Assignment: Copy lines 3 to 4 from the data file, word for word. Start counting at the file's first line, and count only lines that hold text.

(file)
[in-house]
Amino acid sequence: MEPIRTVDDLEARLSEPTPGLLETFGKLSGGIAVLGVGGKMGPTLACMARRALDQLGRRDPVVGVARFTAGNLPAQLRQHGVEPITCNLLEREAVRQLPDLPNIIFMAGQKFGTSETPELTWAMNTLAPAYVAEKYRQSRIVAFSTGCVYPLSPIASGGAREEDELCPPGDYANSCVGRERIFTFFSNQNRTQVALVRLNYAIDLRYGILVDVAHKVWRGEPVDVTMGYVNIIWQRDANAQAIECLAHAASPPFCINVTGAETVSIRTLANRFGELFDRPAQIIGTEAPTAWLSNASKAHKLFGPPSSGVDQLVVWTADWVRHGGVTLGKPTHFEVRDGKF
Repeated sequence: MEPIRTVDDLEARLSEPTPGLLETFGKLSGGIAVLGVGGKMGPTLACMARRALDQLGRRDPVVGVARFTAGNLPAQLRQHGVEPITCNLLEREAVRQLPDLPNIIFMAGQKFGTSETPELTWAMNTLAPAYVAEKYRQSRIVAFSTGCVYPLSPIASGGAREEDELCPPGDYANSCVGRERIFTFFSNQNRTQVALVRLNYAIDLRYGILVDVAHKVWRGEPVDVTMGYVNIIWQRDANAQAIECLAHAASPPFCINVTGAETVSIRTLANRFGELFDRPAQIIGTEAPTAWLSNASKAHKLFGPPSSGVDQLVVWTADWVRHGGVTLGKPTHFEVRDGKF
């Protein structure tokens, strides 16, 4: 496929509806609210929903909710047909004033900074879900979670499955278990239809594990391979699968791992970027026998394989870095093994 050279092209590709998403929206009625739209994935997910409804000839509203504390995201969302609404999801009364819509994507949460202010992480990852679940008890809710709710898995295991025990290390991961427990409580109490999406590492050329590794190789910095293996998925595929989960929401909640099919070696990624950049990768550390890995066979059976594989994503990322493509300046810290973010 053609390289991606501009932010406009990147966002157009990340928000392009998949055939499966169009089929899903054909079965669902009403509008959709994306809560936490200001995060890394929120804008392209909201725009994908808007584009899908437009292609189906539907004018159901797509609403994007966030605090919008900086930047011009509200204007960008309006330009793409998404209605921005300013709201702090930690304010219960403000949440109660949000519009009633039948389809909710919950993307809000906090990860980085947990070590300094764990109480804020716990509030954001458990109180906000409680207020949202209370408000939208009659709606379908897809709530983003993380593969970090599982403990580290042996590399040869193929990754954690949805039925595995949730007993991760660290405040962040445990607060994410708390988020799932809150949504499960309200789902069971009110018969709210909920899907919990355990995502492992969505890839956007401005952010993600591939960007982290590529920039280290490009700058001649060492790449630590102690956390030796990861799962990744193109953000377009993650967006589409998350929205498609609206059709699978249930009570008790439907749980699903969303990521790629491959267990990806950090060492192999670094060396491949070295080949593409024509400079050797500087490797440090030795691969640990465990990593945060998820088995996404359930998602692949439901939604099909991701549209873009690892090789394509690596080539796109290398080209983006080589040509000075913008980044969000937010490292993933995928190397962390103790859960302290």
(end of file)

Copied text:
Repeated sequence: MEPIRTVDDLEARLSEPTPGLLETFGKLSGGIAVLGVGGKMGPTLACMARRALDQLGRRDPVVGVARFTAGNLPAQLRQHGVEPITCNLLEREAVRQLPDLPNIIFMAGQKFGTSETPELTWAMNTLAPAYVAEKYRQSRIVAFSTGCVYPLSPIASGGAREEDELCPPGDYANSCVGRERIFTFFSNQNRTQVALVRLNYAIDLRYGILVDVAHKVWRGEPVDVTMGYVNIIWQRDANAQAIECLAHAASPPFCINVTGAETVSIRTLANRFGELFDRPAQIIGTEAPTAWLSNASKAHKLFGPPSSGVDQLVVWTADWVRHGGVTLGKPTHFEVRDGKF
């Protein structure tokens, strides 16, 4: 496929509806609210929903909710047909004033900074879900979670499955278990239809594990391979699968791992970027026998394989870095093994 050279092209590709998403929206009625739209994935997910409804000839509203504390995201969302609404999801009364819509994507949460202010992480990852679940008890809710709710898995295991025990290390991961427990409580109490999406590492050329590794190789910095293996998925595929989960929401909640099919070696990624950049990768550390890995066979059976594989994503990322493509300046810290973010 053609390289991606501009932010406009990147966002157009990340928000392009998949055939499966169009089929899903054909079965669902009403509008959709994306809560936490200001995060890394929120804008392209909201725009994908808007584009899908437009292609189906539907004018159901797509609403994007966030605090919008900086930047011009509200204007960008309006330009793409998404209605921005300013709201702090930690304010219960403000949440109660949000519009009633039948389809909710919950993307809000906090990860980085947990070590300094764990109480804020716990509030954001458990109180906000409680207020949202209370408000939208009659709606379908897809709530983003993380593969970090599982403990580290042996590399040869193929990754954690949805039925595995949730007993991760660290405040962040445990607060994410708390988020799932809150949504499960309200789902069971009110018969709210909920899907919990355990995502492992969505890839956007401005952010993600591939960007982290590529920039280290490009700058001649060492790449630590102690956390030796990861799962990744193109953000377009993650967006589409998350929205498609609206059709699978249930009570008790439907749980699903969303990521790629491959267990990806950090060492192999670094060396491949070295080949593409024509400079050797500087490797440090030795691969640990465990990593945060998820088995996404359930998602692949439901939604099909991701549209873009690892090789394509690596080539796109290398080209983006080589040509000075913008980044969000937010490292993933995928190397962390103790859960302290």